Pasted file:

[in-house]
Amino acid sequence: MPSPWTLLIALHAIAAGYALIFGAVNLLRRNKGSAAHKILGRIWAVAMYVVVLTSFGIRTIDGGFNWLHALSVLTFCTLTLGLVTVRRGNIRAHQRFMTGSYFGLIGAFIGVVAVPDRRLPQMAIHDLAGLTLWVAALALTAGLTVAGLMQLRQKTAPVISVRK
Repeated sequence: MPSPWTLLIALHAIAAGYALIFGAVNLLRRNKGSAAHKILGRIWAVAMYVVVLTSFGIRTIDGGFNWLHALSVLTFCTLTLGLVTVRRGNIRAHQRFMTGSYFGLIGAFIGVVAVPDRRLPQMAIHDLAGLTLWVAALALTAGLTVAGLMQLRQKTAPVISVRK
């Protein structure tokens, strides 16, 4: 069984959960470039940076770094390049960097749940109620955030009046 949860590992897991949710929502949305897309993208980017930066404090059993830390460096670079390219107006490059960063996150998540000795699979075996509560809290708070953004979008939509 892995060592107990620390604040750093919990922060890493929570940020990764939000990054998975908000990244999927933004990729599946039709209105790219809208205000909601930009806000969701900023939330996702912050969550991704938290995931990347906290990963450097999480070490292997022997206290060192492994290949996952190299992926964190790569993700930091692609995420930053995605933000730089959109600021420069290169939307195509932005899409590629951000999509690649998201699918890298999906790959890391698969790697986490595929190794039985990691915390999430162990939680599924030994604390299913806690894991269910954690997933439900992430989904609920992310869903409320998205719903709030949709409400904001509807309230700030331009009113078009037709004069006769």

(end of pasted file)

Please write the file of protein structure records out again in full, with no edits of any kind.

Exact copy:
[in-house]
Amino acid sequence: MPSPWTLLIALHAIAAGYALIFGAVNLLRRNKGSAAHKILGRIWAVAMYVVVLTSFGIRTIDGGFNWLHALSVLTFCTLTLGLVTVRRGNIRAHQRFMTGSYFGLIGAFIGVVAVPDRRLPQMAIHDLAGLTLWVAALALTAGLTVAGLMQLRQKTAPVISVRK
Repeated sequence: MPSPWTLLIALHAIAAGYALIFGAVNLLRRNKGSAAHKILGRIWAVAMYVVVLTSFGIRTIDGGFNWLHALSVLTFCTLTLGLVTVRRGNIRAHQRFMTGSYFGLIGAFIGVVAVPDRRLPQMAIHDLAGLTLWVAALALTAGLTVAGLMQLRQKTAPVISVRK
């Protein structure tokens, strides 16, 4: 069984959960470039940076770094390049960097749940109620955030009046 949860590992897991949710929502949305897309993208980017930066404090059993830390460096670079390219107006490059960063996150998540000795699979075996509560809290708070953004979008939509 892995060592107990620390604040750093919990922060890493929570940020990764939000990054998975908000990244999927933004990729599946039709209105790219809208205000909601930009806000969701900023939330996702912050969550991704938290995931990347906290990963450097999480070490292997022997206290060192492994290949996952190299992926964190790569993700930091692609995420930053995605933000730089959109600021420069290169939307195509932005899409590629951000999509690649998201699918890298999906790959890391698969790697986490595929190794039985990691915390999430162990939680599924030994604390299913806690894991269910954690997933439900992430989904609920992310869903409320998205719903709030949709409400904001509807309230700030331009009113078009037709004069006769």